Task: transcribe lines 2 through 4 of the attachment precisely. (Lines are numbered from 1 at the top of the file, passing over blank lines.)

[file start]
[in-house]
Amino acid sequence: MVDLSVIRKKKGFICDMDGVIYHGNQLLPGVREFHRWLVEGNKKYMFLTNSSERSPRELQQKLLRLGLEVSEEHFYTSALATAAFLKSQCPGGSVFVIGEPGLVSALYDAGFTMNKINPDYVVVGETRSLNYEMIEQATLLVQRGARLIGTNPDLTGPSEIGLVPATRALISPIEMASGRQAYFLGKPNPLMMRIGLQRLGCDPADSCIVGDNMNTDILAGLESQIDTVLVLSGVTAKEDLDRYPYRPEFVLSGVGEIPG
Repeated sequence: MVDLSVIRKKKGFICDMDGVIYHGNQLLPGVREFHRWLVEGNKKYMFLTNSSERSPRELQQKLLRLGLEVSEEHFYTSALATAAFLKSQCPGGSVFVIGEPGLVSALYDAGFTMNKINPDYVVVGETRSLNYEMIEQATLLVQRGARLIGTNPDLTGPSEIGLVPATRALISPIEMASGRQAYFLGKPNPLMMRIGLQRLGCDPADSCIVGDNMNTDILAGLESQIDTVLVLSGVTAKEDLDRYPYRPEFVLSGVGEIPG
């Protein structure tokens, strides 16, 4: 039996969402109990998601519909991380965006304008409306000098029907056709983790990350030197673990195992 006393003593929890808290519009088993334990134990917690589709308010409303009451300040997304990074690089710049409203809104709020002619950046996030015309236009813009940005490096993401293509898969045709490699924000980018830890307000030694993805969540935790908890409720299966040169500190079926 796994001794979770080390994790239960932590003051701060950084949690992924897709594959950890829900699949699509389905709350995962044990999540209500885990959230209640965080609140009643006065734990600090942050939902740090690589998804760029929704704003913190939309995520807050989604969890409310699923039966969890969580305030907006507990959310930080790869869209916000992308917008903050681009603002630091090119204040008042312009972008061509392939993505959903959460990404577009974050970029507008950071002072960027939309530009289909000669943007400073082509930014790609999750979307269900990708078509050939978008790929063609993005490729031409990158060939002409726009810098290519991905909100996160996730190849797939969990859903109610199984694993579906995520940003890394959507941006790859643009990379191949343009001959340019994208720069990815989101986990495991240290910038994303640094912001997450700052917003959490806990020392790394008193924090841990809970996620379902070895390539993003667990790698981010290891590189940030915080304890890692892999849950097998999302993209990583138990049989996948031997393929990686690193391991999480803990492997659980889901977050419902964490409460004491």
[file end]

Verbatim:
Amino acid sequence: MVDLSVIRKKKGFICDMDGVIYHGNQLLPGVREFHRWLVEGNKKYMFLTNSSERSPRELQQKLLRLGLEVSEEHFYTSALATAAFLKSQCPGGSVFVIGEPGLVSALYDAGFTMNKINPDYVVVGETRSLNYEMIEQATLLVQRGARLIGTNPDLTGPSEIGLVPATRALISPIEMASGRQAYFLGKPNPLMMRIGLQRLGCDPADSCIVGDNMNTDILAGLESQIDTVLVLSGVTAKEDLDRYPYRPEFVLSGVGEIPG
Repeated sequence: MVDLSVIRKKKGFICDMDGVIYHGNQLLPGVREFHRWLVEGNKKYMFLTNSSERSPRELQQKLLRLGLEVSEEHFYTSALATAAFLKSQCPGGSVFVIGEPGLVSALYDAGFTMNKINPDYVVVGETRSLNYEMIEQATLLVQRGARLIGTNPDLTGPSEIGLVPATRALISPIEMASGRQAYFLGKPNPLMMRIGLQRLGCDPADSCIVGDNMNTDILAGLESQIDTVLVLSGVTAKEDLDRYPYRPEFVLSGVGEIPG
């Protein structure tokens, strides 16, 4: 039996969402109990998601519909991380965006304008409306000098029907056709983790990350030197673990195992 006393003593929890808290519009088993334990134990917690589709308010409303009451300040997304990074690089710049409203809104709020002619950046996030015309236009813009940005490096993401293509898969045709490699924000980018830890307000030694993805969540935790908890409720299966040169500190079926 796994001794979770080390994790239960932590003051701060950084949690992924897709594959950890829900699949699509389905709350995962044990999540209500885990959230209640965080609140009643006065734990600090942050939902740090690589998804760029929704704003913190939309995520807050989604969890409310699923039966969890969580305030907006507990959310930080790869869209916000992308917008903050681009603002630091090119204040008042312009972008061509392939993505959903959460990404577009974050970029507008950071002072960027939309530009289909000669943007400073082509930014790609999750979307269900990708078509050939978008790929063609993005490729031409990158060939002409726009810098290519991905909100996160996730190849797939969990859903109610199984694993579906995520940003890394959507941006790859643009990379191949343009001959340019994208720069990815989101986990495991240290910038994303640094912001997450700052917003959490806990020392790394008193924090841990809970996620379902070895390539993003667990790698981010290891590189940030915080304890890692892999849950097998999302993209990583138990049989996948031997393929990686690193391991999480803990492997659980889901977050419902964490409460004491």